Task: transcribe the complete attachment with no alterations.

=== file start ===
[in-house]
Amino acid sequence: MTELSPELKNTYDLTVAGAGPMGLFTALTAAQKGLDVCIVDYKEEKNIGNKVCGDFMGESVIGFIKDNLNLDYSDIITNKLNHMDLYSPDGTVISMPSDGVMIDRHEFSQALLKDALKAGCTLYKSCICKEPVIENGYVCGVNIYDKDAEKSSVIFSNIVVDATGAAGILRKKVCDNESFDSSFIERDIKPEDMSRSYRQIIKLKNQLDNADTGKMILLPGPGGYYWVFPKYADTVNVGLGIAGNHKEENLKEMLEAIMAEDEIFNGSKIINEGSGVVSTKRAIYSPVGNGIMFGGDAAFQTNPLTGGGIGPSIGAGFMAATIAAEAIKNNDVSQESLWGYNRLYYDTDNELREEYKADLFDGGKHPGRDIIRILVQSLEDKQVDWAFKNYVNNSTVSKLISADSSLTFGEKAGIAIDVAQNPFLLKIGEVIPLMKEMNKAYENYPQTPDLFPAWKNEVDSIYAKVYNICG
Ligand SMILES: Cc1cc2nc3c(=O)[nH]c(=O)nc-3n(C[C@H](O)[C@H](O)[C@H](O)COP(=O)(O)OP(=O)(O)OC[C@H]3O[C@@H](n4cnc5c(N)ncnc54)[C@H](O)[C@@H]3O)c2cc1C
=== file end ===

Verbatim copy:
[in-house]
Amino acid sequence: MTELSPELKNTYDLTVAGAGPMGLFTALTAAQKGLDVCIVDYKEEKNIGNKVCGDFMGESVIGFIKDNLNLDYSDIITNKLNHMDLYSPDGTVISMPSDGVMIDRHEFSQALLKDALKAGCTLYKSCICKEPVIENGYVCGVNIYDKDAEKSSVIFSNIVVDATGAAGILRKKVCDNESFDSSFIERDIKPEDMSRSYRQIIKLKNQLDNADTGKMILLPGPGGYYWVFPKYADTVNVGLGIAGNHKEENLKEMLEAIMAEDEIFNGSKIINEGSGVVSTKRAIYSPVGNGIMFGGDAAFQTNPLTGGGIGPSIGAGFMAATIAAEAIKNNDVSQESLWGYNRLYYDTDNELREEYKADLFDGGKHPGRDIIRILVQSLEDKQVDWAFKNYVNNSTVSKLISADSSLTFGEKAGIAIDVAQNPFLLKIGEVIPLMKEMNKAYENYPQTPDLFPAWKNEVDSIYAKVYNICG
Ligand SMILES: Cc1cc2nc3c(=O)[nH]c(=O)nc-3n(C[C@H](O)[C@H](O)[C@H](O)COP(=O)(O)OP(=O)(O)OC[C@H]3O[C@@H](n4cnc5c(N)ncnc54)[C@H](O)[C@@H]3O)c2cc1C